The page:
Friday, April 11, 2008

Great Comparison 

In this article, IBM's Chief Technology Officer explains the speed of a new computer chip by saying it will complete a cycle before a light beam travels from the knuckle to the tip of one's index finger. Now, that is a great image. The speed of light is 186,000 miles per second or, as NASA puts it, in one second, light would "circumnavigate the equator approximately 7.5 times." So, here is a chip completing a duty cycle in approximately an inch and three-quarters of the distance a light beam would travel.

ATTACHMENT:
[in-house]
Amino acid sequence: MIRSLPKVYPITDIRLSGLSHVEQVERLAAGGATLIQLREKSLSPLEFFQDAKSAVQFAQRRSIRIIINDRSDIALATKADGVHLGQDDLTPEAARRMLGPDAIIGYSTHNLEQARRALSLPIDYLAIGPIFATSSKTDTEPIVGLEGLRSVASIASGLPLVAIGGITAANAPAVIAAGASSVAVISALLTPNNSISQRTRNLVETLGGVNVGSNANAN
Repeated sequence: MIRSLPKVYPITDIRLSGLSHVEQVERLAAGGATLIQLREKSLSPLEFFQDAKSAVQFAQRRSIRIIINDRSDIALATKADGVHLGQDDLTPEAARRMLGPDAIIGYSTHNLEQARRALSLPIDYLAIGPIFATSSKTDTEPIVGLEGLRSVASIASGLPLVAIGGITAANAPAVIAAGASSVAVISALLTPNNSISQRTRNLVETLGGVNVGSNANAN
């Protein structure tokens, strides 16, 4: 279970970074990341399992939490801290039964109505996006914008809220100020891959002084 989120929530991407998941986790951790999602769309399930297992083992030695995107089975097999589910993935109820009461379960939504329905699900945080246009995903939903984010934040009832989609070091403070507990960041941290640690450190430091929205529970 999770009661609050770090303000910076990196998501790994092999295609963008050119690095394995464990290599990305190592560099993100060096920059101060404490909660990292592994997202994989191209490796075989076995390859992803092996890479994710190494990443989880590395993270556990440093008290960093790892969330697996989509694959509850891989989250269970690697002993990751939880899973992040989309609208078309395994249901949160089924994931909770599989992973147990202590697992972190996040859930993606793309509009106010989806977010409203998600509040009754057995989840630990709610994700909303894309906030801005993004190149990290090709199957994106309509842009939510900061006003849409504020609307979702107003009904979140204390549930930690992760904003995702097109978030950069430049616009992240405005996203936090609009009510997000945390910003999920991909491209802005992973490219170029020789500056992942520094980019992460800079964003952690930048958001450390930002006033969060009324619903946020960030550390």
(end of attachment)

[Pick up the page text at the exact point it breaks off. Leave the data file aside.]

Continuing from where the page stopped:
Kudos to the individual who figured that out and to IBM for using the analogy. It has one saying, "I wish I had thought of that."

Explaining technical details is difficult. I've struggled with it for years. A client is excited by a product, but after I read a turgid list of speeds and feeds, what is there to say? It is too easy to use jargon, so I do. I am guilty of this regularly, as my colleagues will attest.

There is also an arrogance in using esoteric terms. One proclaims that he or she has joined the "brotherhood of insiders." What we should be doing, of course, is translating technology into layperson's terms, as IBM did.

This article is a needed reminder to all who write about technology. Keep it simple, stupid. Everyday analogies are best. Bring concepts to the reader. Don't force the reader to reach for them.


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